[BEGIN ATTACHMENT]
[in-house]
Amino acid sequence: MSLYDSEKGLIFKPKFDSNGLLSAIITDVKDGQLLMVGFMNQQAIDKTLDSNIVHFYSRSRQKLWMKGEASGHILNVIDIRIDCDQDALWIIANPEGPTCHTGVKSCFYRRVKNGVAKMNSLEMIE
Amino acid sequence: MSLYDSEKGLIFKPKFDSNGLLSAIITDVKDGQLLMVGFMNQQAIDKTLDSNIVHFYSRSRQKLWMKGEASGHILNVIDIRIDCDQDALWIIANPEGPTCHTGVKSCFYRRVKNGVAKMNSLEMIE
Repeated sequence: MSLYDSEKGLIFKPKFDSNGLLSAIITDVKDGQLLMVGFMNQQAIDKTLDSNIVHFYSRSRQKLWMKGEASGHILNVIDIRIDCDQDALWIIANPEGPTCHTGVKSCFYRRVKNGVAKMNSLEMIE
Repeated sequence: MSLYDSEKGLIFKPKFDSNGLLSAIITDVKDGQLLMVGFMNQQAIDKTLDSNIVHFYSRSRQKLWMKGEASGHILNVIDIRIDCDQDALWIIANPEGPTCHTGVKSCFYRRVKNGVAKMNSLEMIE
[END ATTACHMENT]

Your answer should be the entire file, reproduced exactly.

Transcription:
[in-house]
Amino acid sequence: MSLYDSEKGLIFKPKFDSNGLLSAIITDVKDGQLLMVGFMNQQAIDKTLDSNIVHFYSRSRQKLWMKGEASGHILNVIDIRIDCDQDALWIIANPEGPTCHTGVKSCFYRRVKNGVAKMNSLEMIE
Amino acid sequence: MSLYDSEKGLIFKPKFDSNGLLSAIITDVKDGQLLMVGFMNQQAIDKTLDSNIVHFYSRSRQKLWMKGEASGHILNVIDIRIDCDQDALWIIANPEGPTCHTGVKSCFYRRVKNGVAKMNSLEMIE
Repeated sequence: MSLYDSEKGLIFKPKFDSNGLLSAIITDVKDGQLLMVGFMNQQAIDKTLDSNIVHFYSRSRQKLWMKGEASGHILNVIDIRIDCDQDALWIIANPEGPTCHTGVKSCFYRRVKNGVAKMNSLEMIE
Repeated sequence: MSLYDSEKGLIFKPKFDSNGLLSAIITDVKDGQLLMVGFMNQQAIDKTLDSNIVHFYSRSRQKLWMKGEASGHILNVIDIRIDCDQDALWIIANPEGPTCHTGVKSCFYRRVKNGVAKMNSLEMIE